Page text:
Committed begins with Felipe’s ignominious repatriation, following a six-hour interrogation at the Dallas airport. Distraught, Gilbert pleads Felipe’s case to a Homeland Security official, who is unmoved by her personal crisis: “When we have something to tell you about your boyfriend, miss, we’ll let you know.” Gilbert guesses the reason for his dismissive stance: “There is perhaps no more feeble-sounding word in the English language than boyfriend.” Thus commences her painful engagement with the cultural, religious, and legal legacy that burdens and elevates spousal relations—as opposed to the essentially inconsequential status of couples who merely play house.
When Gilbert joins her exiled lover in Southeast Asia, he works on his immigration case file. She uses the time to retrace the missteps that led to her past divorce while addressing the larger subject of marriage as an institution. Her ruminations are punctuated by encounters with ordinary people in Laos and Cambodia, but the snapshots of exotic traditional cultures aren’t especially relevant to Gilbert’s modern dilemma. She also reveals flashes of insight gleaned from self-directed studies in history and anthropology. Readers would be wise to conduct their own research, however, rather than relying on Gilbert’s scattershot approach: Her selective account of the checkered history of Western marriage, for example, encourages the reader both to doubt the motives and logic of its supporters and to shrug off radical new proposals as minor innovations.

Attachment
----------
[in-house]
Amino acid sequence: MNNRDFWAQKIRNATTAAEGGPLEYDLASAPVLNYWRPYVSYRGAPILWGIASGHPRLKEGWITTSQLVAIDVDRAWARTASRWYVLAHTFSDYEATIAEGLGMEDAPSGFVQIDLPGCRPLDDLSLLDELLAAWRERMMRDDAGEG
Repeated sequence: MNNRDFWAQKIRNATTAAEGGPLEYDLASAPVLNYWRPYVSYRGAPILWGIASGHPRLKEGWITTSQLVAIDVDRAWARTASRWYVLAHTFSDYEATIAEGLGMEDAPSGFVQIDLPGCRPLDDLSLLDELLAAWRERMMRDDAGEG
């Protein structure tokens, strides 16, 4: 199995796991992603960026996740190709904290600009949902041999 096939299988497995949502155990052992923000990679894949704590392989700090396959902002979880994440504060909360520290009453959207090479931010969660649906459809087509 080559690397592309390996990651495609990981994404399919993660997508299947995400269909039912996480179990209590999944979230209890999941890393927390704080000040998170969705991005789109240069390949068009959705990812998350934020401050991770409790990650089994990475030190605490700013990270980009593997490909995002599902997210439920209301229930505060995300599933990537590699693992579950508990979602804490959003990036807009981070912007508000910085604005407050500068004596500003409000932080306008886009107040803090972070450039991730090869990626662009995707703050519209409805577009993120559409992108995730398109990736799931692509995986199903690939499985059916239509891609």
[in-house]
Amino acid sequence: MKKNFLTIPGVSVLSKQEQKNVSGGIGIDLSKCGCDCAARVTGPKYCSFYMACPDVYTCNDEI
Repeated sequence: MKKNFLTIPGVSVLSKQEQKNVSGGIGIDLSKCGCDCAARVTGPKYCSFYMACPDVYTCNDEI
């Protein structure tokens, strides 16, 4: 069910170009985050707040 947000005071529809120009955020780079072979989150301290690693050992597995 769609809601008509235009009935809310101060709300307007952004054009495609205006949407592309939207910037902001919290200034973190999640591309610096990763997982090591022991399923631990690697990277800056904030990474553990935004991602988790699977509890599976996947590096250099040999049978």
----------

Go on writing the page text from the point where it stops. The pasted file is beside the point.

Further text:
Gilbert’s reflections are skewed, in part, by her lack of personal interest in bearing children. The central purpose of marriage always has been the regulation of human reproduction and the education and upbringing of children.
Opponents of same-sex marriage have cautioned that children will be the innocent victims of any institutional redefinition that moves procreation to the sidelines, but Gilbert finds this argument unpersuasive, and predicts that the advent of “marriage equality” will actually reverse the declining status of marriage.